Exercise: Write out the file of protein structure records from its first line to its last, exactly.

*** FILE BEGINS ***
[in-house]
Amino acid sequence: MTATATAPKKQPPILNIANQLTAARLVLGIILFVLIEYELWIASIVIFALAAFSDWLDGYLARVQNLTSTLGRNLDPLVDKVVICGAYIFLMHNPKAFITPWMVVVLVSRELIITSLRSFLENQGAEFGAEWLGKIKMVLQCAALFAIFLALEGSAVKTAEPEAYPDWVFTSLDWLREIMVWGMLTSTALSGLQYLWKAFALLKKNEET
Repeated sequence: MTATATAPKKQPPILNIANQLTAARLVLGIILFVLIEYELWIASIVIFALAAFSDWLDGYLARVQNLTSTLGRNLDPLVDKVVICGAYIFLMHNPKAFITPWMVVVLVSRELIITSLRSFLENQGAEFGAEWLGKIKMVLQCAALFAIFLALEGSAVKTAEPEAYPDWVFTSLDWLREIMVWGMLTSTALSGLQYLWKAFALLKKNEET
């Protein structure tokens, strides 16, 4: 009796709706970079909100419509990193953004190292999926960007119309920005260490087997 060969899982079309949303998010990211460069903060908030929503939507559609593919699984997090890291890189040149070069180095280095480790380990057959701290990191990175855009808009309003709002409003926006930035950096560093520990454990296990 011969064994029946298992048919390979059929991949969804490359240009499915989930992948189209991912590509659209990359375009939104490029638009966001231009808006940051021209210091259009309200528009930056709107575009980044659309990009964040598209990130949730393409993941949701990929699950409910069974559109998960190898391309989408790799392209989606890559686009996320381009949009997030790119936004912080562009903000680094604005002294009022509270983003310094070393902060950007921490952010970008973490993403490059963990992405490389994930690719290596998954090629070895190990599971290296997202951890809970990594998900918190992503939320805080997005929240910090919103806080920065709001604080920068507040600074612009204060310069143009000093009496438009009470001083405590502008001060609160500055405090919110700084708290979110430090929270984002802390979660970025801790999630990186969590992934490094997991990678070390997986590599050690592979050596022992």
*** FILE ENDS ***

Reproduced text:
[in-house]
Amino acid sequence: MTATATAPKKQPPILNIANQLTAARLVLGIILFVLIEYELWIASIVIFALAAFSDWLDGYLARVQNLTSTLGRNLDPLVDKVVICGAYIFLMHNPKAFITPWMVVVLVSRELIITSLRSFLENQGAEFGAEWLGKIKMVLQCAALFAIFLALEGSAVKTAEPEAYPDWVFTSLDWLREIMVWGMLTSTALSGLQYLWKAFALLKKNEET
Repeated sequence: MTATATAPKKQPPILNIANQLTAARLVLGIILFVLIEYELWIASIVIFALAAFSDWLDGYLARVQNLTSTLGRNLDPLVDKVVICGAYIFLMHNPKAFITPWMVVVLVSRELIITSLRSFLENQGAEFGAEWLGKIKMVLQCAALFAIFLALEGSAVKTAEPEAYPDWVFTSLDWLREIMVWGMLTSTALSGLQYLWKAFALLKKNEET
């Protein structure tokens, strides 16, 4: 009796709706970079909100419509990193953004190292999926960007119309920005260490087997 060969899982079309949303998010990211460069903060908030929503939507559609593919699984997090890291890189040149070069180095280095480790380990057959701290990191990175855009808009309003709002409003926006930035950096560093520990454990296990 011969064994029946298992048919390979059929991949969804490359240009499915989930992948189209991912590509659209990359375009939104490029638009966001231009808006940051021209210091259009309200528009930056709107575009980044659309990009964040598209990130949730393409993941949701990929699950409910069974559109998960190898391309989408790799392209989606890559686009996320381009949009997030790119936004912080562009903000680094604005002294009022509270983003310094070393902060950007921490952010970008973490993403490059963990992405490389994930690719290596998954090629070895190990599971290296997202951890809970990594998900918190992503939320805080997005929240910090919103806080920065709001604080920068507040600074612009204060310069143009000093009496438009009470001083405590502008001060609160500055405090919110700084708290979110430090929270984002802390979660970025801790999630990186969590992934490094997991990678070390997986590599050690592979050596022992």